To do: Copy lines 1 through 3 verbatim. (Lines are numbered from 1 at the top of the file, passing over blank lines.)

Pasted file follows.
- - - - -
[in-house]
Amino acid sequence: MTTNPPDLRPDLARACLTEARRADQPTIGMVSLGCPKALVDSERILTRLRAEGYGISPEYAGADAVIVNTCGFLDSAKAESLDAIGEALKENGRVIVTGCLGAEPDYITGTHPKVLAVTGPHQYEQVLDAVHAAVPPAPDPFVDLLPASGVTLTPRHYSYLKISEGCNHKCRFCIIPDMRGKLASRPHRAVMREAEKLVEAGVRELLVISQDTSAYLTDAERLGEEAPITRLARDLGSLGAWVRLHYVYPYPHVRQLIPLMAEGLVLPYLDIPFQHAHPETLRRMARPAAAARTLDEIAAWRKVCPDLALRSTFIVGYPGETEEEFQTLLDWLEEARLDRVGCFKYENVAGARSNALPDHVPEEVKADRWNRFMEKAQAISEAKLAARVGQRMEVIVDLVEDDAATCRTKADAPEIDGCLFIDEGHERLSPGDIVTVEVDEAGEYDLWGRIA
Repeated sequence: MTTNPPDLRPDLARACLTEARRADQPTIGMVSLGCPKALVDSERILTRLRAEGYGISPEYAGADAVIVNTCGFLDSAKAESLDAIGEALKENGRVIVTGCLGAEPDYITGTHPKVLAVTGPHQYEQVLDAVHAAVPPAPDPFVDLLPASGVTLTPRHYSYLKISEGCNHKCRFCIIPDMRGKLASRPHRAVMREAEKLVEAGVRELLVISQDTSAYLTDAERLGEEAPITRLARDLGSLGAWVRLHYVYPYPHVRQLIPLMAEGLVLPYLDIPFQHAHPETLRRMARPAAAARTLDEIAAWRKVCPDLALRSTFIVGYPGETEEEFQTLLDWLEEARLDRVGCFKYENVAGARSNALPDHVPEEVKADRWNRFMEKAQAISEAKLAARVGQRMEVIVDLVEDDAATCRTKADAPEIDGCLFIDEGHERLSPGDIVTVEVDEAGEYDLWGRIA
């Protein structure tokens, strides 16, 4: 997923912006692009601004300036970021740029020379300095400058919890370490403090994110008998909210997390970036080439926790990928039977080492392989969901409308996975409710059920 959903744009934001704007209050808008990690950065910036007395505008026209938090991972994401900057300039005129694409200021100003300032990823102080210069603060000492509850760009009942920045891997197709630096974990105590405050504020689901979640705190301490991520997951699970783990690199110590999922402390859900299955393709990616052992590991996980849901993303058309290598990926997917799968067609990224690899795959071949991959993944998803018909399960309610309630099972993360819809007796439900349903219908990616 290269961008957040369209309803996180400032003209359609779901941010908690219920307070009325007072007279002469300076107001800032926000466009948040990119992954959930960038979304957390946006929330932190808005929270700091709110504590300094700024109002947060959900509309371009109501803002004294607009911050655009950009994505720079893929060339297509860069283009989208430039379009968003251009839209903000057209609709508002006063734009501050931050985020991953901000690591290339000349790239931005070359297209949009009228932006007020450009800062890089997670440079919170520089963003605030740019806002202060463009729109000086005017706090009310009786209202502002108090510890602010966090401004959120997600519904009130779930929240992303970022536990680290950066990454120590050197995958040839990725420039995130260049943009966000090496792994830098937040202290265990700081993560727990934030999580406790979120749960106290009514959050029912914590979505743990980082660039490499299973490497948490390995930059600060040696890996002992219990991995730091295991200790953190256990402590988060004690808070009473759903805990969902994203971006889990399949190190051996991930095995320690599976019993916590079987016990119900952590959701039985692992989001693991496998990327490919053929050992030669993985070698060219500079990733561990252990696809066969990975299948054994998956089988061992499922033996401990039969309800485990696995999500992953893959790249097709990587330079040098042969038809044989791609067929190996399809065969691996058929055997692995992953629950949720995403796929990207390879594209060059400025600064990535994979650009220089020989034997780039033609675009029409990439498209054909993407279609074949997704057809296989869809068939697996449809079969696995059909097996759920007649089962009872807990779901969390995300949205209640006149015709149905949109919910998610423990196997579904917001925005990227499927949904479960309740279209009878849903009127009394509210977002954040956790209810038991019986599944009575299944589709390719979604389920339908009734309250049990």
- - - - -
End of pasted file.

[in-house]
Amino acid sequence: MTTNPPDLRPDLARACLTEARRADQPTIGMVSLGCPKALVDSERILTRLRAEGYGISPEYAGADAVIVNTCGFLDSAKAESLDAIGEALKENGRVIVTGCLGAEPDYITGTHPKVLAVTGPHQYEQVLDAVHAAVPPAPDPFVDLLPASGVTLTPRHYSYLKISEGCNHKCRFCIIPDMRGKLASRPHRAVMREAEKLVEAGVRELLVISQDTSAYLTDAERLGEEAPITRLARDLGSLGAWVRLHYVYPYPHVRQLIPLMAEGLVLPYLDIPFQHAHPETLRRMARPAAAARTLDEIAAWRKVCPDLALRSTFIVGYPGETEEEFQTLLDWLEEARLDRVGCFKYENVAGARSNALPDHVPEEVKADRWNRFMEKAQAISEAKLAARVGQRMEVIVDLVEDDAATCRTKADAPEIDGCLFIDEGHERLSPGDIVTVEVDEAGEYDLWGRIA
Repeated sequence: MTTNPPDLRPDLARACLTEARRADQPTIGMVSLGCPKALVDSERILTRLRAEGYGISPEYAGADAVIVNTCGFLDSAKAESLDAIGEALKENGRVIVTGCLGAEPDYITGTHPKVLAVTGPHQYEQVLDAVHAAVPPAPDPFVDLLPASGVTLTPRHYSYLKISEGCNHKCRFCIIPDMRGKLASRPHRAVMREAEKLVEAGVRELLVISQDTSAYLTDAERLGEEAPITRLARDLGSLGAWVRLHYVYPYPHVRQLIPLMAEGLVLPYLDIPFQHAHPETLRRMARPAAAARTLDEIAAWRKVCPDLALRSTFIVGYPGETEEEFQTLLDWLEEARLDRVGCFKYENVAGARSNALPDHVPEEVKADRWNRFMEKAQAISEAKLAARVGQRMEVIVDLVEDDAATCRTKADAPEIDGCLFIDEGHERLSPGDIVTVEVDEAGEYDLWGRIA